Get into the habit of acknowledging your strengths and achievements. Some ways you can do this are listed below:

  • Write down any achievements, such as promotions.
  • Write down any compliments, praise or positive feedback you receive from others and read it back if you are struggling.
  • Write down your strengths, for example what you are good at, what you do well and what you have achieved in the past.

Accept that perfection isn’t possible

If you are striving for perfection every day, there’s a good chance you will fall short. Accept that mistakes are normal and that perfection isn’t possible. Focus on more achievable goals and tell yourself that it is okay to fail.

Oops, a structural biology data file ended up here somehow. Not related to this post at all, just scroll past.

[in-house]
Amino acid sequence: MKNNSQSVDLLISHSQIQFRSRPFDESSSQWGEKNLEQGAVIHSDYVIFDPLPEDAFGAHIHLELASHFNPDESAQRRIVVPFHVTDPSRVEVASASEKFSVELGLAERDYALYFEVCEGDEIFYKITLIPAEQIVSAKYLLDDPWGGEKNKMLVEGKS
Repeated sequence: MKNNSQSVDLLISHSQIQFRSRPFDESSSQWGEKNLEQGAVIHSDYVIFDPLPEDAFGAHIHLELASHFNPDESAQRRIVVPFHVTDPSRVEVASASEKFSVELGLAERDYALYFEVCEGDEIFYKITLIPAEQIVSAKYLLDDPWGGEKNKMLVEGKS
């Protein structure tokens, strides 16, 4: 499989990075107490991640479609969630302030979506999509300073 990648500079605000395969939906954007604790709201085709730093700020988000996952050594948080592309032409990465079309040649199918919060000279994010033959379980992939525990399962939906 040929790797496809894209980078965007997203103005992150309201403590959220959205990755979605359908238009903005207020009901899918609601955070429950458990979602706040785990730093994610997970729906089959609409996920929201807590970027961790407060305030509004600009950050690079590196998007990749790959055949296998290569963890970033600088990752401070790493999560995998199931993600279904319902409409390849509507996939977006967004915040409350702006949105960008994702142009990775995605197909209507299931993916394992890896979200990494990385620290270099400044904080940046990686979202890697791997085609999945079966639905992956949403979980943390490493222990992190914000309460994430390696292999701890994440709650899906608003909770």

Make lifestyle changes

Because imposter syndrome is closely associated with mental health, focusing on lifestyle factors that could decrease your feelings of anxiety and stress can help to reduce the impact of your thoughts. Some of the lifestyle changes you could make are:

  • Implement a successful sleep routine.
  • Reduce your daily stress.
  • Eat a healthy, balanced diet.
  • Implement an exercise routine.
  • Avoid caffeine, sugar and other stimulants.
  • Avoid alcohol and recreational drugs.
  • They set unrealistic goals which can perpetuate the cycle.
  • Stop smoking.

Implement relaxation techniques

Stress reduction and relaxation techniques can be beneficial for alleviating stress and anxiety and easing bodily tension. This can reduce the occurrence of negative thoughts, feelings and beliefs. Various relaxation techniques can be incorporated into your daily routine, including: